Industry-leading expert in Computerized Dental Occlusal Analysis, Dr. Robert B. Kerstein, shares his research on the T-Scan system and just how much clinical practice has transformed with its implementation.

How Has Digital Occlusal Analysis Revolutionized Dental Medicine? Hear From Expert Dr. Robert B. Kerstein

By Anne Long on Jul 17, 2019
Following the release of his first best-selling publication, The Handbook of Research on Computerized Occlusal Analysis Technology Applications in Dental Medicine, edited by Dr. Robert B. Kerstein from Tufts University School of Dental Medicine & Private Dental Practice Limited to Prosthodontics, USA, this research has served to revolutionize the dental industry. Since 1984, computerized occlusal analysis technology has revolutionized both dental occlusal science and daily clinical practice, while also providing solutions to the regularly observed and frequently encountered occlusal problems that practicing dental clinicians face. To further illuminate the impact of this research on the dental medical community, industry expert and editor of the recently released, highly anticipated title the Handbook of Research of Computerized Occlusal Analysis Applications in Dental Medicine (Vol. 3), Dr. Kerstein shares his thoughts on this cutting-edge research in this IGI Global interview.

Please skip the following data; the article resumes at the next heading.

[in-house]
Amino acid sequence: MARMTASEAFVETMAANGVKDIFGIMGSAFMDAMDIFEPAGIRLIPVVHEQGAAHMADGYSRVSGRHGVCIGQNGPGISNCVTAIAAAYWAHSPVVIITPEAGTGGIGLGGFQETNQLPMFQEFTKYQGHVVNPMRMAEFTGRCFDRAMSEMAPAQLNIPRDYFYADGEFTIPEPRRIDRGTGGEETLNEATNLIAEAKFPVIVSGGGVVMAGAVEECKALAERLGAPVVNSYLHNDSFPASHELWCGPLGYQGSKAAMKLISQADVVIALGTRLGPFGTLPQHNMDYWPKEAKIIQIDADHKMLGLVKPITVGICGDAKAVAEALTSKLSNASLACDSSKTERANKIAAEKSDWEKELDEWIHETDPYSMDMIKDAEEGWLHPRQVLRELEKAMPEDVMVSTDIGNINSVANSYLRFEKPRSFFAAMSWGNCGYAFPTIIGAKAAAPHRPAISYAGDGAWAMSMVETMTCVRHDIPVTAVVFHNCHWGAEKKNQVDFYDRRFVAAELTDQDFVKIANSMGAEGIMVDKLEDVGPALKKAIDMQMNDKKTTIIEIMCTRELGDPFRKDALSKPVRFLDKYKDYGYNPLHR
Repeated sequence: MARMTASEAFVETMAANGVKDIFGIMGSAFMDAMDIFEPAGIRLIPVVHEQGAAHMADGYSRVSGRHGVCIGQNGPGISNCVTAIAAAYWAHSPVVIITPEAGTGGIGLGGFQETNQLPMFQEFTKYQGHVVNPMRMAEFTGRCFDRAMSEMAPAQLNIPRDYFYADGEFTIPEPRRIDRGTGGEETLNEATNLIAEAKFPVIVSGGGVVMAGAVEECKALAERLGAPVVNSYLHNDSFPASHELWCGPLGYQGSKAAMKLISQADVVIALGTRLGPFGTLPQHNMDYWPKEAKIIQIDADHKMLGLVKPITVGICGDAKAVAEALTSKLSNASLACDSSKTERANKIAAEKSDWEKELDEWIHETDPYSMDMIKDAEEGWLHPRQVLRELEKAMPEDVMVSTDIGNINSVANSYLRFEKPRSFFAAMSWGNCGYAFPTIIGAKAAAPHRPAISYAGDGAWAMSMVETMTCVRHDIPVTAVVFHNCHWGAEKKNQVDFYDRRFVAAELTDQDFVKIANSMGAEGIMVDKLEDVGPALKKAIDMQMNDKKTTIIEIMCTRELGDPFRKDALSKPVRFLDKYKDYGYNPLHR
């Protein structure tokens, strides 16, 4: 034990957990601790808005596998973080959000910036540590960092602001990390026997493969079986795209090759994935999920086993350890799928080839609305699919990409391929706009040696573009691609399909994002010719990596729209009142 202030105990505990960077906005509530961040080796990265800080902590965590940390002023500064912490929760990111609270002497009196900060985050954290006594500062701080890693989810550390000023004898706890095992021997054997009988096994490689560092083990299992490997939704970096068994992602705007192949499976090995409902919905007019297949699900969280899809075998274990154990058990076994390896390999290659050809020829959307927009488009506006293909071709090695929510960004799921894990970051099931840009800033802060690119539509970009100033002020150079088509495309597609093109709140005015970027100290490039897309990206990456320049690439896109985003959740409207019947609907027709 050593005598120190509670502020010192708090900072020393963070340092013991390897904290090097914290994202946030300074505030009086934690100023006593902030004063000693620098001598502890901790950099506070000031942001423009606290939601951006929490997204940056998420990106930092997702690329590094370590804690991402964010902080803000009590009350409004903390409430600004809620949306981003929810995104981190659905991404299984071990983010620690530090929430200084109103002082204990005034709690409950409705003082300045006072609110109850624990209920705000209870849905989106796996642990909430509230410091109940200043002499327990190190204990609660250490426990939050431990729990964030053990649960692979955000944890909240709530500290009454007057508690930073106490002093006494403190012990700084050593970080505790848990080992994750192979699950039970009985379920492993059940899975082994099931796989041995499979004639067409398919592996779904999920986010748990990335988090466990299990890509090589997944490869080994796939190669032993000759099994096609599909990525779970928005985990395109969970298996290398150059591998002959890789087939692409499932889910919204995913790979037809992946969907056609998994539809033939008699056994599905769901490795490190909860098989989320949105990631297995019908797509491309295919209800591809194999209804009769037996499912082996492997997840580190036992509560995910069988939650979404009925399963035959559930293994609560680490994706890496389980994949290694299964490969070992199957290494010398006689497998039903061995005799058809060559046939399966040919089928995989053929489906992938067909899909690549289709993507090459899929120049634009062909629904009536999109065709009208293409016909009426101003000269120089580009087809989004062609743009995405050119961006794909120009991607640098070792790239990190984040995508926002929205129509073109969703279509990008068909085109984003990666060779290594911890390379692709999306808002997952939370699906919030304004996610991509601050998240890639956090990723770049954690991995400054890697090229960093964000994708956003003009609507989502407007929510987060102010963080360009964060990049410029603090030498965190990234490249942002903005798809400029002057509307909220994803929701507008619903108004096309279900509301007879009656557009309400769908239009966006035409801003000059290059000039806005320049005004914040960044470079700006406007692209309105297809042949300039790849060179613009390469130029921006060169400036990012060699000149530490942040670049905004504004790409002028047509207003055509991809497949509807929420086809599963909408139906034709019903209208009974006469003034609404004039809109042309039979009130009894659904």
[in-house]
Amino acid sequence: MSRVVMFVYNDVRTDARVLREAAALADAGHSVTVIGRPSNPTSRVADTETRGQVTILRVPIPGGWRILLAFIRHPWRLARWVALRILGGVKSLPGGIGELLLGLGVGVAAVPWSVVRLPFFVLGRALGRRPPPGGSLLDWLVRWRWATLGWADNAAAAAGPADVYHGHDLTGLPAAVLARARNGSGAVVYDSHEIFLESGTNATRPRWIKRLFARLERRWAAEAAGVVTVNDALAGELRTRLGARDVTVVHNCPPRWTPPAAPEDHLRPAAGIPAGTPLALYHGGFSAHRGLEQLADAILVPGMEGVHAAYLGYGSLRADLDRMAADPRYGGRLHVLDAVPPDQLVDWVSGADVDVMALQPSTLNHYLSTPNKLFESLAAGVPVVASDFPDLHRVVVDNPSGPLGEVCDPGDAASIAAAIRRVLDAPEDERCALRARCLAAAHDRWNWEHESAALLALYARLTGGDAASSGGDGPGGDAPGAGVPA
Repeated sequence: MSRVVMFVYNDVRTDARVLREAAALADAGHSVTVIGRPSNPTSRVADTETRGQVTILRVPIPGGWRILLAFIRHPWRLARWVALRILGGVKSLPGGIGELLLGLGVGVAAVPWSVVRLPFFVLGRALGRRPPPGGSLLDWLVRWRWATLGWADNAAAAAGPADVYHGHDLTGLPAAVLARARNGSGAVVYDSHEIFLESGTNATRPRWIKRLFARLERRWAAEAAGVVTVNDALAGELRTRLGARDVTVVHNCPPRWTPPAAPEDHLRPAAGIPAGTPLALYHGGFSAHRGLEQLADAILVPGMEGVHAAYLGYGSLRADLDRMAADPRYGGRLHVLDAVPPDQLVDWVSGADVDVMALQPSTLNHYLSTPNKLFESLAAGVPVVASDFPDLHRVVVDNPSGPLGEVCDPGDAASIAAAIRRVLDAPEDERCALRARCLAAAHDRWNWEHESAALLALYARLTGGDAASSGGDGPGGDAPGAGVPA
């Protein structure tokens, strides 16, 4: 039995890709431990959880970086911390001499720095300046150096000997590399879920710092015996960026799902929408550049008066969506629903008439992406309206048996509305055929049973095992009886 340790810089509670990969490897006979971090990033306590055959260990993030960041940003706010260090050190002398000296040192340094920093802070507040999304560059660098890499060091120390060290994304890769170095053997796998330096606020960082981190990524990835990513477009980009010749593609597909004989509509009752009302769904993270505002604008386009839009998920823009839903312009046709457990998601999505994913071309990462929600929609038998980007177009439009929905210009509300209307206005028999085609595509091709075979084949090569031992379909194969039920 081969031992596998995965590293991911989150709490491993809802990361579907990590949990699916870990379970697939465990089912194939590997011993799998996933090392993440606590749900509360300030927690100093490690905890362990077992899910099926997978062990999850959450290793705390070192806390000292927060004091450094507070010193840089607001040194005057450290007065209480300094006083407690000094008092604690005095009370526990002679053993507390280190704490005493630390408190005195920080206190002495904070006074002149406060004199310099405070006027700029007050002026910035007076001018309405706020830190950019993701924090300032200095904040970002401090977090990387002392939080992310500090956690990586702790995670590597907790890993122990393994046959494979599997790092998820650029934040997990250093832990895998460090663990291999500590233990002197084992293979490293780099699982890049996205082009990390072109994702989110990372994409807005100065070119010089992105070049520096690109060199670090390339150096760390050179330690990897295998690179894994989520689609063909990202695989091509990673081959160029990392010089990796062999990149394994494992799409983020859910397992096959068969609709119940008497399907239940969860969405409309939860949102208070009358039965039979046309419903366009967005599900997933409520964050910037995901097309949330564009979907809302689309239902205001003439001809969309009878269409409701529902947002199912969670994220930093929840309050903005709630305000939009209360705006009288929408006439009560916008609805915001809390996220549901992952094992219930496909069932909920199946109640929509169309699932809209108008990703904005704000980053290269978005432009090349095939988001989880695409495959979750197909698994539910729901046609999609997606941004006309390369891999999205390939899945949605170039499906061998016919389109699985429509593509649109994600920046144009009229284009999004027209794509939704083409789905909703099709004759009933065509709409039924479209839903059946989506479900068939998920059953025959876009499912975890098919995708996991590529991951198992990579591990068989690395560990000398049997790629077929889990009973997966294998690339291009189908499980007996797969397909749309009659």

What inspired you to pursue research activities in your area of expertise?

When I was a graduate student in 1984 at Tufts University School of Dental Medicine, USA, the first T-Scan was built (The T-Scan I Computerized Occlusal Analysis System). Up to this point in dental science evolution, there were no measured occlusal function force and timing data sets available to practicing dentists. As I began to use T-Scan I, it was clear that it was far better in assessing patient problems than were articulating paper, wax, and silicone tooth imprints, which were the standards at the time. The T-Scan I computer technology opened up a new area in occlusal diagnosis, and inspired me to develop time and force-based occlusal adjustment procedures, that studies published since 1991 have proven, can statistically improve occlusal function and masticatory muscle physiology